Calgary's vote comes at time when some feel the Olympic mystique is fading, due to unwieldy hosting costs that inevitably balloon beyond initial estimates, and to the perception that the IOC is corrupt and mismanaged.

Bid supporters and the IOC organizers have worked diligently to counter this narrative. Cost forecasts this far away from the Games historically miss the mark. In the case of this bid, taxpayers are being asked to contribute $3 billion — a big number, but small by Olympic standards. The lower cost projections stem from the IOC's efforts to make hosting the Games more attractive and affordable. In Calgary's case, many of the big ticket items, like a potential new NHL-size arena, have been sidelined, with the focus instead on rehabbing existing venues.

What is a plebiscite?

CBC Sports' Anson Henry breaks down the referendum facing Calgary voters. 1:20

"These Games make sense. The Games make sense for Calgary. Calgary makes sense for the Games. There are many opportunities and risks. Where we stand, we don't see them because you have the culture of hosting events. You have done the Games before," says the IOC's Christophe Dubi, who has frequently visited Calgary in recent months.

Dubi says he hopes Calgarians are aware of the IOC's leaner approach.

"You can have different opinions, but at the same time the promoters of the Games have to provide information. This is how this referendum will be won," Dubi says.

Divided city council

Calgary city council's next move will obviously be guided by this vote. On recent Olympic-related votes leading up to Tuesday's, council has been divided about whether to keep going.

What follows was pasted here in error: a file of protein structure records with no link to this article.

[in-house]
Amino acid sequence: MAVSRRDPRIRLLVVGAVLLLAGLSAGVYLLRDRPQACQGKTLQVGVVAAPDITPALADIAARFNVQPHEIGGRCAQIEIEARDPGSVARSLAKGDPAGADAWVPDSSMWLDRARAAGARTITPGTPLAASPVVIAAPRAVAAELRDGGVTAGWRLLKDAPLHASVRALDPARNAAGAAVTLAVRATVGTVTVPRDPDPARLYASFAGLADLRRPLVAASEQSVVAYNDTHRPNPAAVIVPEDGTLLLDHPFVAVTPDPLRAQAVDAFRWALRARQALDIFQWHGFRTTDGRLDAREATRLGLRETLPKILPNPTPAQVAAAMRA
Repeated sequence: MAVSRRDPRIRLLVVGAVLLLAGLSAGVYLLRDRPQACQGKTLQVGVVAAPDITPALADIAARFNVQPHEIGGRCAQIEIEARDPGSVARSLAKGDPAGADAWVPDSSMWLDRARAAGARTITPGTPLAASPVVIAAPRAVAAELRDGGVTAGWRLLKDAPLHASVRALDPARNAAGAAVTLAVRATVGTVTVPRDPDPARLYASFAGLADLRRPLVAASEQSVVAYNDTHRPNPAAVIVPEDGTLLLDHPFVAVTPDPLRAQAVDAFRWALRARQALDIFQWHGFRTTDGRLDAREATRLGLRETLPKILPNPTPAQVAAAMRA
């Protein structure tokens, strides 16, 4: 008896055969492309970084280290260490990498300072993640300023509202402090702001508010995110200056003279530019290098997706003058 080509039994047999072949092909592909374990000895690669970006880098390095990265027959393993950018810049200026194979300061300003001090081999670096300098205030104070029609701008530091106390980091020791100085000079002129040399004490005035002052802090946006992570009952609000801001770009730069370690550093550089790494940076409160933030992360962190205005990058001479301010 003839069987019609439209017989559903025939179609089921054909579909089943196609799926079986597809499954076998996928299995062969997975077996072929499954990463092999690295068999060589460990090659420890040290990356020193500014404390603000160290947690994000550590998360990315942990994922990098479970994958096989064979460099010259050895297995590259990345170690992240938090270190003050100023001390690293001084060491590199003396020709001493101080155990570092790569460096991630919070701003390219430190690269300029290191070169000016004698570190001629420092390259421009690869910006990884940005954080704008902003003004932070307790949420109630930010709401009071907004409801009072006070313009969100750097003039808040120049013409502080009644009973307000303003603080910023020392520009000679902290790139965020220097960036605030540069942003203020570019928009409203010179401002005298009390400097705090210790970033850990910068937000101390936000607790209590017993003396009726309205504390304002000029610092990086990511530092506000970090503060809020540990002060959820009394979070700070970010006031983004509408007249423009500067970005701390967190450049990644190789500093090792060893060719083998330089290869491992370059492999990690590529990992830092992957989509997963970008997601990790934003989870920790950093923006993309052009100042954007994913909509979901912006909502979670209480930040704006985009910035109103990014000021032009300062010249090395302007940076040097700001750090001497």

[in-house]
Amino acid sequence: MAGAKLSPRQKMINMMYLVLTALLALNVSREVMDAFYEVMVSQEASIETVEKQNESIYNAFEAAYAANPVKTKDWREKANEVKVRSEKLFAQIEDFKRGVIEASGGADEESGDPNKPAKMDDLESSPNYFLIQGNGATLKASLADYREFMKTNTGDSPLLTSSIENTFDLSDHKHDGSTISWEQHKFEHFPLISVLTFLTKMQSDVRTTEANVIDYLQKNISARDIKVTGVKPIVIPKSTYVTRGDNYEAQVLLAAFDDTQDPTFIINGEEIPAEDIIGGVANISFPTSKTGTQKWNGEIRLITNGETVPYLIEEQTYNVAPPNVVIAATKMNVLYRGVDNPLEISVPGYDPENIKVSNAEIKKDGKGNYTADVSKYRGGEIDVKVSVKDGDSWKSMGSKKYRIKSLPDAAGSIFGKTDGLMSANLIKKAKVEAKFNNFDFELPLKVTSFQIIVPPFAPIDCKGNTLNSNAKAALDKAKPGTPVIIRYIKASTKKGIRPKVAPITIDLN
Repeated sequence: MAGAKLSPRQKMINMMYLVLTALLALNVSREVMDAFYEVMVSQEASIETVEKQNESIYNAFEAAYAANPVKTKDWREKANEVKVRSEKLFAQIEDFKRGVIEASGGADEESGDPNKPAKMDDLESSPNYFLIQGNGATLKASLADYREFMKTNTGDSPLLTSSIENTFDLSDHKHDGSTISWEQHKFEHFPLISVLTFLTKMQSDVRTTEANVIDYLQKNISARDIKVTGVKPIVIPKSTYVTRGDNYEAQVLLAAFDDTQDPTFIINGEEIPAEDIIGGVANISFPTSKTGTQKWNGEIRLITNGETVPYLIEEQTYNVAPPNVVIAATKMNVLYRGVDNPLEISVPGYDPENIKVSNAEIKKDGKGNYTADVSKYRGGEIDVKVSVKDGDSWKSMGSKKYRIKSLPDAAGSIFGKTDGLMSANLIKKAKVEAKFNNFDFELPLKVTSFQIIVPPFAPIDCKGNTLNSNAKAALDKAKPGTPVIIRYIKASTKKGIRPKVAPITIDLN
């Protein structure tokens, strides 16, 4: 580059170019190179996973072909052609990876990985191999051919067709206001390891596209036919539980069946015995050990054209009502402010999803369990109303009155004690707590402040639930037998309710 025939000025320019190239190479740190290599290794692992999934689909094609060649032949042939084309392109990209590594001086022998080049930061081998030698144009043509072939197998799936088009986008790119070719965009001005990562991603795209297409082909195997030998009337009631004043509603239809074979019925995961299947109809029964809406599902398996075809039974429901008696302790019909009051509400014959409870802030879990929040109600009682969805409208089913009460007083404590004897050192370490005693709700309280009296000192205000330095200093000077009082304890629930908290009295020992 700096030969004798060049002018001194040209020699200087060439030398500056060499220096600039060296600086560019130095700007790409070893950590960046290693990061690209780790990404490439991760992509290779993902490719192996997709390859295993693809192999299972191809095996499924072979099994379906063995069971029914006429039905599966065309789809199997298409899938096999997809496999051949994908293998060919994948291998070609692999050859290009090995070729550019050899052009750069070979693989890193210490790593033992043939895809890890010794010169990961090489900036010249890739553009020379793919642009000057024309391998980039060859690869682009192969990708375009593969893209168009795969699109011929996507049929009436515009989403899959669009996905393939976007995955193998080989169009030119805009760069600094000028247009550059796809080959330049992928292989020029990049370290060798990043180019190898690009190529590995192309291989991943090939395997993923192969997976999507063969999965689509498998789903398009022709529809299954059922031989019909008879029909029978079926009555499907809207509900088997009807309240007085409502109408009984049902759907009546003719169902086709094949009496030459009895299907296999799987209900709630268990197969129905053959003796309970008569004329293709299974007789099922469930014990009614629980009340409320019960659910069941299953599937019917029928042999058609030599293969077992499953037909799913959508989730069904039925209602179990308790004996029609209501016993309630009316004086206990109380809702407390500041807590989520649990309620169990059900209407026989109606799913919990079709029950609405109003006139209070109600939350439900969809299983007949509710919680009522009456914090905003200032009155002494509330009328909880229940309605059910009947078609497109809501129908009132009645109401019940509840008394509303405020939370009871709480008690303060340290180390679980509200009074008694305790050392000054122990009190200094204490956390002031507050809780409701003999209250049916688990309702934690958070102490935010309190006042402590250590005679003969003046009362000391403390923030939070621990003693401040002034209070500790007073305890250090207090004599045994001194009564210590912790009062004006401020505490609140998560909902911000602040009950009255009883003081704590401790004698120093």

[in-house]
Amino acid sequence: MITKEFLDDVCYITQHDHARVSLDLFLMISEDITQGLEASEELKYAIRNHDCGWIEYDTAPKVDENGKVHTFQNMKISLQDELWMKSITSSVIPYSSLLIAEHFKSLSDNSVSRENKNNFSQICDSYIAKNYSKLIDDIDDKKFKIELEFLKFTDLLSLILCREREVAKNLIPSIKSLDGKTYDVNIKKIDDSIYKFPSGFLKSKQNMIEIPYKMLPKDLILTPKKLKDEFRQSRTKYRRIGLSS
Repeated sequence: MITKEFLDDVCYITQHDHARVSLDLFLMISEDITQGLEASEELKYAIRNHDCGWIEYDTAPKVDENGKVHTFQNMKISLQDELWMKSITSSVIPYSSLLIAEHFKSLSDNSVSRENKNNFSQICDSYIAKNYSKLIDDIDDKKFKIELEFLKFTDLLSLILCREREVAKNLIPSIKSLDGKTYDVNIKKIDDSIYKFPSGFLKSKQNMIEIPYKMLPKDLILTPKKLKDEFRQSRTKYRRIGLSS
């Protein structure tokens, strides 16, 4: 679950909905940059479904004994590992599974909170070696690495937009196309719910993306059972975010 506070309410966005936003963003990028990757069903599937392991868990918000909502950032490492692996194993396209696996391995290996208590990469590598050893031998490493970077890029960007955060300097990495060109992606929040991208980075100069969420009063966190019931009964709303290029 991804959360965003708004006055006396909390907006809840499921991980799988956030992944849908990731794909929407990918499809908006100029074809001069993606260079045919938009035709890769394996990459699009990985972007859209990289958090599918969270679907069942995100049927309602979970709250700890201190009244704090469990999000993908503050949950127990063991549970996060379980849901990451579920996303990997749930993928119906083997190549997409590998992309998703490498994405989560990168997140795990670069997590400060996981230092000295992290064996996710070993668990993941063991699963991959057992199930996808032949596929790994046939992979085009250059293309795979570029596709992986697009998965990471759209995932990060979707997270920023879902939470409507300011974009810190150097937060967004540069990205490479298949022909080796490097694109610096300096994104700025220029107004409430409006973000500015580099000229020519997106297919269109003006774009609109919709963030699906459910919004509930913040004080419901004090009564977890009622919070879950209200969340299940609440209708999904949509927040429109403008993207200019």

So what's the magic number that will push council to go ahead?

Moran says she'd like to see 50 per cent or more of voters support an Olympic bid. "But you can also win the Games with a strong plebiscite. And so you know, the stretch goal for me would be closer to 60."

The No side hopes for an equally strong result. "I would love to see a good turnout and a strong no vote percentage," Waite says. "That's the easiest thing to respond to for our elected officials. No question it gets tougher if that percentage is more of a split vote."

If Calgary does choose to put a bid forward for the 2026 Winter Olympics, the IOC will announce a winner in June.

About the Author

Jamie Strashin is a native Torontonian whose latest stop is the CBC Sports department. Before, he spent 15 years covering everything from city hall to courts and breaking news as a reporter for CBC News. He has also worked in Brandon, Man., and Calgary. Follow him on Twitter @StrashinCBC

Sponsored Content


To encourage thoughtful and respectful conversations, first and last names will appear with each submission to CBC/Radio-Canada's online communities (except in children and youth-oriented communities). Pseudonyms will no longer be permitted.

By submitting a comment, you accept that CBC has the right to reproduce and publish that comment in whole or in part, in any manner CBC chooses. Please note that CBC does not endorse the opinions expressed in comments. Comments on this story are moderated according to our Submission Guidelines. Comments are welcome while open. We reserve the right to close comments at any time.